Many people may not realize that Sammie Davis Jr. was a tap dancer and an excellent one at that. A December baby born in 1925 and a Harlemite. Davis started as a child vaudevillian who became known for his performances on Broadway and Las Vegas. He went on to become a world famous recording artist, television and film star. Davis was also a member of Frank Sinatra’s “Rat Pack”.
At the age of three Davis began his career in vaudeville with his father and “uncle” as the Will Mastin Trio, toured nationally, and after military service, returned to the trio. Davis became an overnight sensation following a nightclub performance at Ciro’s after the 1951 Academy Awards. With the trio, he became a recording artist. In 1954, he lost his left eye in an automobile accident.
Though his film career had begun as a child in 1933, in 1960 he appeared in the first Rat Pack film, Ocean’s 11. After a starring role on Broadway in 1956’s Mr Wonderful, Davis returned to the stage in 1964’s Golden Boy, and in 1966 had his own TV variety show, The Sammy Davis Jr. Show. Davis’ career slowed in the late sixties, but he had a hit record with “The Candy Man”, in 1972, and became a star in Las Vegas.
As an African American, Davis was the victim of racism throughout his life, and was a large financial supporter of civil rights causes. Davis had a complex relationship with the African-American community, and attracted criticism after physically embracing Richard Nixon in 1970. One day on a golf course with Jack Benny, he was asked what his handicap was. “Handicap?” he asked. “Talk about handicap — I’m a one-eyed Negro Jew.”This was to become a signature comment, recounted in his autobiography, and in countless articles.
After reuniting with Sinatra and Dean Martin in 1987, Davis toured with them and Liza Minnelli internationally, before dying of throat cancer in 1990.
Gregory Hines was also born in New York City, Hines and his older brother Maurice started dancing at an early age, studying with choreographer Henry LeTang. Together they were known as “The Hines Kids” and later as “The Hines Brothers.” When their father joined, Maurice Hines, Sr., the name changed again in 1963 to “Hines, Hines, and Dad”.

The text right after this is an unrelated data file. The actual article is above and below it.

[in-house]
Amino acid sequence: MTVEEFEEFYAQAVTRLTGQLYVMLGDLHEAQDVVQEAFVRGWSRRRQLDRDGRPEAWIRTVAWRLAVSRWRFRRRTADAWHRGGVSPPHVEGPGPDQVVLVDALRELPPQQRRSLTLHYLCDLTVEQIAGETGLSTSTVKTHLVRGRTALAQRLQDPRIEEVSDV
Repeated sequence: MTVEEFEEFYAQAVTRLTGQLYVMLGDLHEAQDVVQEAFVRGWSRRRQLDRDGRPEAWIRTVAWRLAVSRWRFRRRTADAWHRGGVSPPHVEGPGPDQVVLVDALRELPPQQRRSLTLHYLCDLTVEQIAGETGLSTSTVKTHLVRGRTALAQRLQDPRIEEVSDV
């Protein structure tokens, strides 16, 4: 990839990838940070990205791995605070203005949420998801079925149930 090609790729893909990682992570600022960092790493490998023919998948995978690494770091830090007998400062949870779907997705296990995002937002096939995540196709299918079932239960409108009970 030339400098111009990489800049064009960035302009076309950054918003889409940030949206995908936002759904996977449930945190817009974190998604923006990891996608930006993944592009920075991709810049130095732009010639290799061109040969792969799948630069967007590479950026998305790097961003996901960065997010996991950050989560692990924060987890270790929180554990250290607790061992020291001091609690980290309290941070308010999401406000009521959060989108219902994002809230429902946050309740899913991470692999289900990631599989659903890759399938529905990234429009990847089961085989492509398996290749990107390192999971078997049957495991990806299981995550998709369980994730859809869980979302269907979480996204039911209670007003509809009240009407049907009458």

Hines performed as the lead singer and musician in a rock band called Severance in 1975/1976 based in Venice, California. Severance was one of the house bands at an original music club called Honky Hoagies Handy Hangout, otherwise known as the 4H Club. In 1986, he sang a duet with Luther Vandross, entitled “There’s Nothing Better Than Love”, which reached the #1 position on the Billboard R&B charts.
Hines made his movie debut in Mel Brooks’ History of the World, Part 1. Critics took note of Hines’s comedic charm, and he later appeared in such movies as The Cotton Club, White Nights, Running Scared, Tap, and Waiting to Exhale. On television, he starred in his own series in 1997 called The Gregory Hines Show on CBS, as well as in the recurring role of Ben Doucette on Will & Grace. In 1999, Hines made his return on television with Nick Jr.’s Little Bill, as the voice of Big Bill.
Hines made his Broadway debut with his brother in The Girl in Pink Tights in 1954. He earned Tony Award nominations for Eubie! (1979), Comin’ Uptown (1980) and Sophisticated Ladies (1981), and won the Tony Award and Drama Desk Award for Jelly’s Last Jam (1992) and the Theatre World Award for Eubie!. He also co-hosted the Tony Awards ceremony in 1995 and 2002.
And then there was the King of Pop. Are there any words that could even begin to touch on his influence in music, dance and performing. AMAZING!
Three legends — three generations loving an art form that stemmed across an ocean.